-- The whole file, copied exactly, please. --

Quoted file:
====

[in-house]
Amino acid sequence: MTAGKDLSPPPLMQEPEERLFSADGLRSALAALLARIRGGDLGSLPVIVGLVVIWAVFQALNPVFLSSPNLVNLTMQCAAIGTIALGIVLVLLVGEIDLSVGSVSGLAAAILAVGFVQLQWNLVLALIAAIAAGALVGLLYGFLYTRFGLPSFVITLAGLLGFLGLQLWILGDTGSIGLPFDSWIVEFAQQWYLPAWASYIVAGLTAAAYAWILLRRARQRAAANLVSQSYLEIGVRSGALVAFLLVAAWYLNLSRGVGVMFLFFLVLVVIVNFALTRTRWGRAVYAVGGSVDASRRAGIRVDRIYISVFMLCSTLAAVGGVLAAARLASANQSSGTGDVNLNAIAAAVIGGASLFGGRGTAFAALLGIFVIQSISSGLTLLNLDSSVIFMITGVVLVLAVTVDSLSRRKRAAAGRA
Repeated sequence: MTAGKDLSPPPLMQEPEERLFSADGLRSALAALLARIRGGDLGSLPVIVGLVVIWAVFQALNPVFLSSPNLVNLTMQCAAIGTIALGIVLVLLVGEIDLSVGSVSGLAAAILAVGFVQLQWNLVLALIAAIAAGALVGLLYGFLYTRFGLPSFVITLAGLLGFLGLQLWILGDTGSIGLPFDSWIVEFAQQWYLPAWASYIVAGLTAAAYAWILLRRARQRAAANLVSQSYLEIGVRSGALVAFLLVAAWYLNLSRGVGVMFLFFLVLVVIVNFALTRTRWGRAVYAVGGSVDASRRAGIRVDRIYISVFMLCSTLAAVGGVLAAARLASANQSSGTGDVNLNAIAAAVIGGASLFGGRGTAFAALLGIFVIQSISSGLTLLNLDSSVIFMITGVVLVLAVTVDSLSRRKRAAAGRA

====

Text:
[in-house]
Amino acid sequence: MTAGKDLSPPPLMQEPEERLFSADGLRSALAALLARIRGGDLGSLPVIVGLVVIWAVFQALNPVFLSSPNLVNLTMQCAAIGTIALGIVLVLLVGEIDLSVGSVSGLAAAILAVGFVQLQWNLVLALIAAIAAGALVGLLYGFLYTRFGLPSFVITLAGLLGFLGLQLWILGDTGSIGLPFDSWIVEFAQQWYLPAWASYIVAGLTAAAYAWILLRRARQRAAANLVSQSYLEIGVRSGALVAFLLVAAWYLNLSRGVGVMFLFFLVLVVIVNFALTRTRWGRAVYAVGGSVDASRRAGIRVDRIYISVFMLCSTLAAVGGVLAAARLASANQSSGTGDVNLNAIAAAVIGGASLFGGRGTAFAALLGIFVIQSISSGLTLLNLDSSVIFMITGVVLVLAVTVDSLSRRKRAAAGRA
Repeated sequence: MTAGKDLSPPPLMQEPEERLFSADGLRSALAALLARIRGGDLGSLPVIVGLVVIWAVFQALNPVFLSSPNLVNLTMQCAAIGTIALGIVLVLLVGEIDLSVGSVSGLAAAILAVGFVQLQWNLVLALIAAIAAGALVGLLYGFLYTRFGLPSFVITLAGLLGFLGLQLWILGDTGSIGLPFDSWIVEFAQQWYLPAWASYIVAGLTAAAYAWILLRRARQRAAANLVSQSYLEIGVRSGALVAFLLVAAWYLNLSRGVGVMFLFFLVLVVIVNFALTRTRWGRAVYAVGGSVDASRRAGIRVDRIYISVFMLCSTLAAVGGVLAAARLASANQSSGTGDVNLNAIAAAVIGGASLFGGRGTAFAALLGIFVIQSISSGLTLLNLDSSVIFMITGVVLVLAVTVDSLSRRKRAAAGRA